Maple-Apple Sponge Custards
1-1/2 cups chopped peeled crisp apple, such as Granny Smith 1/4 to 1/3 cup sugar, as desired, depending on tartness of apples 3 tbsp. all-purpose flour 3 EGG YOLKS 3/4 cup milk 1/4 cup maple syrup 2 tbsp. butter, melted 1/4 tsp. vanilla 3 EGG WHITES, room temperature 1/4 tsp. cream of tartar
Yields: 6 servings
- Nutritional Information
Total Fat: 7 g
Saturated fat: 4 g
Polyunsaturated fat: 1 g
Monounsaturated fat: 2 g
Cholesterol: 105 mg
Sodium: 48 mg
Carbohydrates: 29 g
Dietary Fiber: 1 g
Protein: 5 g
Vitamin A: 319.2 IU
Vitamin D: 36.3 IU
Folate: 21.9 mcg
Calcium: 62.2 mg
Iron: 0.6 mg
Choline: 66.5 mg
HEAT oven to 350°F. DIVIDE apples evenly among six 6-oz. greased custard cups, reserving a few pieces for garnish, if desired. PLACE cups in 13 x 9 x 2-inch baking pan.
MIX sugar and flour in medium bowl. STIR IN egg yolks, milk, syrup, butter and vanilla until blended.
BEAT egg whites with cream of tartar in mixer bowl with whisk attachment on high speed just until whites are stiff but not dry, and no longer slip when bowl is tilted. Gently but thoroughly FOLD yolk mixture into whites until color is uniform. POUR over apples, dividing evenly, about 2/3 cup each.
PLACE pan on a rack in the center of a 350°F oven; pour very hot water into pan to within 1/2 inch of top of cups. BAKE until wooden pick inserted near center comes out clean, 30 to 35 minutes. REMOVE cups from water bath at once; COOL on wire rack at least 10 minutes.
Serve these simple melt-in-your mouth custards warm or refrigerate until cold. Garnish with apple, whipped cream and fresh mint.
Recipes can be varied by substituting another fresh, canned or dried fruit for the apple and flavoring the custard as you like. Choose a fruit that doesn’t have a lot of moisture, such as blueberries; drained canned fruit very well.
Sponge custards: Unlike basic baked custard, for sponge custards, egg whites are beaten separately and folded into the batter. During baking, the batter separates, to form a creamy custard on the bottom with a sponge-cake-like top.
Don’t skip the hot-water. A hot water bath, or bain-marie, insulates the custard from the direct heat of the oven and promotes even cooking so the edges don’t overcook before the center is done. Very hot tap water will do.
Keep the yolks separate from the whites. Fat from egg yolk will prevent egg whites from beating up properly. When separating eggs, take care that no yolk gets in the whites. To avoid an accident, separate each egg white into a cup or small bowl before transferring it to the mixer bowl. Discard any white that has even a speck of yolk in it.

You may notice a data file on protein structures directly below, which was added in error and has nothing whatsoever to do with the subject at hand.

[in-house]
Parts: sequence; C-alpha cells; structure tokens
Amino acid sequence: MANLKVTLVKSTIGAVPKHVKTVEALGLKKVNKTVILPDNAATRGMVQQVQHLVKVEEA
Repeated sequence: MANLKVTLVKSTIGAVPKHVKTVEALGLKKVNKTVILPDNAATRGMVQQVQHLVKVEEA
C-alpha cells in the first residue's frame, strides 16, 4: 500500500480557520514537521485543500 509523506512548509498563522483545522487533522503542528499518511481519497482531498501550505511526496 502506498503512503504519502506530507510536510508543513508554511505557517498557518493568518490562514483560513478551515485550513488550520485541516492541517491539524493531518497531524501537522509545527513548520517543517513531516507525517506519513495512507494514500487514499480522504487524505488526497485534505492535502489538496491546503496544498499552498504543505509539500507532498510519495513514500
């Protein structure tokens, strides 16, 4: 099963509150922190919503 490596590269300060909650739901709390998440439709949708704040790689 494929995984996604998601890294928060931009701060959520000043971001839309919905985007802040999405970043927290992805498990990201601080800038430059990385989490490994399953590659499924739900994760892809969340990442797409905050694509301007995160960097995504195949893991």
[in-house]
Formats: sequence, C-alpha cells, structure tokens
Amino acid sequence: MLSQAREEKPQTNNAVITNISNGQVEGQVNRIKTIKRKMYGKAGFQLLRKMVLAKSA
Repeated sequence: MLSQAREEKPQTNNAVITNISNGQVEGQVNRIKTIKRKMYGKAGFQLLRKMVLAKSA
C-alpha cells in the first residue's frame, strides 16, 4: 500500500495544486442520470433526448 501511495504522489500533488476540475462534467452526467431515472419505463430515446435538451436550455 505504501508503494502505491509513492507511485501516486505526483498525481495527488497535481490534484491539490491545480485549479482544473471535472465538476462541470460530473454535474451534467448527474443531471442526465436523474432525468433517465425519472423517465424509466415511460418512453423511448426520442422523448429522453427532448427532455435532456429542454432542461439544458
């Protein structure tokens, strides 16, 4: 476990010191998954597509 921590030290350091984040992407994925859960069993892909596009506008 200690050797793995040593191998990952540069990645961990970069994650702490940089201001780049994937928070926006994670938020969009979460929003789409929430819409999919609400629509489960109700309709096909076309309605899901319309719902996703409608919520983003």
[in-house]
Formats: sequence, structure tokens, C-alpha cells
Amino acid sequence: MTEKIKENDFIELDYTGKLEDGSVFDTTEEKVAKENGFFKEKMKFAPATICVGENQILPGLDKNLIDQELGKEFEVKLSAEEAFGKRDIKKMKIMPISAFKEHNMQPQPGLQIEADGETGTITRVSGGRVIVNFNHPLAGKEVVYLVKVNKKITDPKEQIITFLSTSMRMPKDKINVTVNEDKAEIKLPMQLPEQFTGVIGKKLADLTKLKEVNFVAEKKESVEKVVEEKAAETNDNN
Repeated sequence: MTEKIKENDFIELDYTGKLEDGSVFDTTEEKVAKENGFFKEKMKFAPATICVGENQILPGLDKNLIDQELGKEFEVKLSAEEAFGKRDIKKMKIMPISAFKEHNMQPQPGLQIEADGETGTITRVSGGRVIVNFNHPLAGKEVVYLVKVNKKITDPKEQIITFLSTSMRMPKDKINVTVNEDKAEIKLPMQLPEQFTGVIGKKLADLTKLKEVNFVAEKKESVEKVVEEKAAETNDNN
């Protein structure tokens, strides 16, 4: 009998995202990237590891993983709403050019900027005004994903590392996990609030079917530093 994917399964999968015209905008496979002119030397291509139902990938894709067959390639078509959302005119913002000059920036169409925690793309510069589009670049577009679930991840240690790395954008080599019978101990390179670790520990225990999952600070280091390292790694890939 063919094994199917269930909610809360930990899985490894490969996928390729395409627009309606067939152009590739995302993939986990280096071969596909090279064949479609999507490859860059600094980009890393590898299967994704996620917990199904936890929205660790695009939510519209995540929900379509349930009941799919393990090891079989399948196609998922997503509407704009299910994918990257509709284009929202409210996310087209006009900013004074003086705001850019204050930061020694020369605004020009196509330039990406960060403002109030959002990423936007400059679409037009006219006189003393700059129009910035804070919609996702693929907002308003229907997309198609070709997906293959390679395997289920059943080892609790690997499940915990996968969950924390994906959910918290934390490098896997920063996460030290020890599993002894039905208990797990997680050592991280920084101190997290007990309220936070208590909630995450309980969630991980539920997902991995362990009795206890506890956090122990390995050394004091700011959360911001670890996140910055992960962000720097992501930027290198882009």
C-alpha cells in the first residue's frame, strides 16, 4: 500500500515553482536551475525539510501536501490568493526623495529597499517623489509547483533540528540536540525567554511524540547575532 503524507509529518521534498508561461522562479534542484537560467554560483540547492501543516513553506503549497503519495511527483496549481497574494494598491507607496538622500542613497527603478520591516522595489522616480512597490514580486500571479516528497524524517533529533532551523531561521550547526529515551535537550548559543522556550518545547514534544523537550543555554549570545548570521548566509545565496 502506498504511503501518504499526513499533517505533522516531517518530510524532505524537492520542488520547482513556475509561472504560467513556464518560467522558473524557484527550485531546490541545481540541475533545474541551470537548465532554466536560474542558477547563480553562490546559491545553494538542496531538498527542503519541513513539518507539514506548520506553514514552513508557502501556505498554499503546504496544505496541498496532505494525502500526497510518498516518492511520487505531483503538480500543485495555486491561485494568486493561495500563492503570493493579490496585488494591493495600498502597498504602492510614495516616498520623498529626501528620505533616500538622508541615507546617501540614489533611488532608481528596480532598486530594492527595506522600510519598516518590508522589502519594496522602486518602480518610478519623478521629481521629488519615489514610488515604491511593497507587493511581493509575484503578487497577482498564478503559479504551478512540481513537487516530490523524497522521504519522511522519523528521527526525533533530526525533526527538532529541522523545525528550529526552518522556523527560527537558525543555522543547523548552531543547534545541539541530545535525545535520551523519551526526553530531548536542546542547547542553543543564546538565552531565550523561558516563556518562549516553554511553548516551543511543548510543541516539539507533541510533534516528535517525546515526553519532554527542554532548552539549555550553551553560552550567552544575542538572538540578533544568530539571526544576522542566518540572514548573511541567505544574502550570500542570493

Equipment: Beaters and bowl should be spotlessly clean. Any residue of fat will prevent egg whites from beating up properly. Use a stainless steel or glass bowl. Plastic bowls can retain a film of grease.
Egg temperature: It’s easiest to separate eggs cleanly when they are refrigerator cold. However egg whites whip up to greater volume when they’ve had a chance to warm up a bit, 20 to 30 minutes. Always begin by separating the eggs. Let the whites stand at room temperature while you prepare the other ingredients.
Beat egg whites just until they are stiff but not dry and no longer slip when the bowl is tilted. When underbeaten, whites will not achieve full volume. Overbeaten whites form clumps of dry puffs which don’t hold air well, are difficult to incorporate when folding and do not expand properly when baked.
Gentle folding is the key to maintaining volume. Combining heavier mixtures with beaten egg whites can knock the air out of them. To prevent this, begin by pouring the egg yolk mixture over the beaten whites, not vice versa. Then gradually and gently combine the mixtures by folding, rather than stirring. Using a rubber spatula, start with a downward stroke into the bowl, continue across the bottom, up the side and over the top of the mixture. Come up through the center every few strokes and rotate the bowl often as you fold. Fold just until the color of the mixture is uniform, with no streaks of white remaining.